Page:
On 11 March 2011, the Competition Appeal Tribunal (CAT) handed down its judgment in respect of six appeals lodged by 25 companies against the magnitude of the fines imposed by the Office of Fair Trading (OFT) following its investigation into the UK construction sector.
Although acknowledging the procedural difficulties arising for the OFT in handling the largest investigation it had ever undertaken, the CAT deemed the fines imposed by the OFT in respect of cover pricing in each of the six cases under appeal to be disproportionate and excessive.
Accordingly, the CAT has significantly reduced the OFT's initial penalties, as imposed after any leniency reductions, across the six cases. While judgments are awaited in respect of the remaining appeals, this judgment indicates that further substantial reductions may be expected.
Further, the CAT's significant fining reductions underline the importance of evaluating at an early stage any possible grounds for appealing regulatory penalties imposed; while the appellants may receive reductions upon their fines, the remaining companies fined by the OFT that did not appeal the decision are now unable to do so under the current legal framework.
Industry awareness: the importance of competition law compliance
There can be nobody within the UK construction industry who is now unaware that "cover pricing" is a clear and serious breach of competition law.
Where cover pricing was previously "endemic" within the construction sector, the OFT's investigation has been an undoubted catalyst in informing the industry's widespread acknowledgement of the need to ensure compliance with competition law.
Cover pricing: a clear and serious breach
Importantly, in reducing the magnitude of the fines imposed by the OFT, the CAT has not in any way sanctioned the illegal practice of cover pricing.
Cover pricing remains a clear and serious breach of competition law; it is intended to deceive customers as to the extent of competition for tendered work, and is capable of affecting the prices charged by tenderers to customers.
Ongoing compliance: a "must have", not a "nice to have"
Further, the need to ensure ongoing compliance is arguably even greater following the CAT's judgment. The publicity surrounding both the OFT's investigation and fines mean that any subsequent competition law infringements, particularly with regard to cover pricing, are likely to attract significantly higher fines and possible criminal investigation.
This was noted by the CAT when it suggested that, if cover pricing was to occur in circumstances where the unlawfulness of the practice was clear (e.g following the CAT's judgment), it may well be appropriate to impose a higher starting point in the calculation of fines.
Therefore, it would be prudent for companies to ensure that they foster an ongoing management-led compliance culture, and implement robust competition compliance programs in accordance with the OFT's "best practice" guidance.
"Cover pricing" is not equivalent to a "bid rigging" cartel
While confirming that cover pricing constitutes a clear and serious breach of competition law, the CAT revisited the OFT's consideration of the seriousness of cover pricing, so as to ensure the seriousness of the practice was appropriately reflected in the level of fines imposed.
Where the OFT considered cover pricing to be akin to bid rigging, the CAT took a different view; the CAT held that on a sliding scale of seriousness, cover pricing should be regarded as less serious than bid rigging in the circumstances of the cases in question.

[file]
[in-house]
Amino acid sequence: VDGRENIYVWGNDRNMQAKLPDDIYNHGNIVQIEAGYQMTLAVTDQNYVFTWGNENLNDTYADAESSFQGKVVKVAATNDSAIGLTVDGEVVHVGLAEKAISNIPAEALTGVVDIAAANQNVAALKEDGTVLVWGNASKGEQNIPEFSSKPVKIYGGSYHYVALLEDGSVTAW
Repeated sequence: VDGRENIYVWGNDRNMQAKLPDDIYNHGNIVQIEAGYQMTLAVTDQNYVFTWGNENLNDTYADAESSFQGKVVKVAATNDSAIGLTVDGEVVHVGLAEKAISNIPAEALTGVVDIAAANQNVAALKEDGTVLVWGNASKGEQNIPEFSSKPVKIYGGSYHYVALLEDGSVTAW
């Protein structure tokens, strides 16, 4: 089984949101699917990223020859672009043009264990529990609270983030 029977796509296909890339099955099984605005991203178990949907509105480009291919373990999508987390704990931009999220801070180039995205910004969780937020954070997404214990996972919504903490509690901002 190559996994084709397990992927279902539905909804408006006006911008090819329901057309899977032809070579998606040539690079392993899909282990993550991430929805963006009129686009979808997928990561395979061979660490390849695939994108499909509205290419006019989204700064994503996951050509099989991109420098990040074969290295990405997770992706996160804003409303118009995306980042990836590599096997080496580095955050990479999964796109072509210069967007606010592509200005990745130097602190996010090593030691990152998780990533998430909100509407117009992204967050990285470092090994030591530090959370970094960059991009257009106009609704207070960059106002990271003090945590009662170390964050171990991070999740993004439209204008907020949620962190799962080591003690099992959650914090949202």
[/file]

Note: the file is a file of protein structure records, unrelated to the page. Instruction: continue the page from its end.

In its reassessment, the CAT distinguished cover pricing from a typical bid rigging cartel-type scenario, noting that while the purpose of a cartel is:
"to prevent competition by agreeing the price which it is intended that the client should pay... [the] purpose [of cover pricing] is quite the reverse, namely to identify a price which the client will not be willing to pay".
Further, the CAT noted that the thin profit margins typically achieved within the construction industry did not suggest that cover pricing resulted in the substantial overcharging of customers, again distinguishing the practice from a typical cartel-type scenario.
Mitigating factors not given adequate weight by the OFT
Further, the CAT gave greater weight to certain mitigating factors than the OFT did previously .
Although not altering the unlawfulness of the practice of cover pricing, the CAT did consider that these mitigating factors had a bearing on the seriousness of the infringements.
As a general observation, the CAT acknowledged the apparent "blind spot" within the construction sector as a whole regarding the legality of cover pricing.
In particular, the CAT noted that industry textbooks and training materials created the impression that cover pricing was a normal and acceptable practice where a company does not wish to win work.
Consideration was also given to the accepted motivation that cover pricing was driven by an industry perception, that where a company did not submit a tender, it risked exclusion from future tender lists.
In addition to these mitigating factors, the CAT also identified a number of inconsistencies with regard to the OFT's fining policy, including the year of business turnover used to calculate fines, and the uplift resulting from the imposition of an additional deterrence threshold upon the fines.
Excessive and disproportionate nature of the fines imposed
On this basis, the CAT held that in all circumstances the fines imposed by the OFT were excessive and disproportionate, in particular given both the lesser harm that was likely to result from the practice of cover pricing when compared to bid rigging, and the industry's then general uncertainty as to the legitimacy of the practice.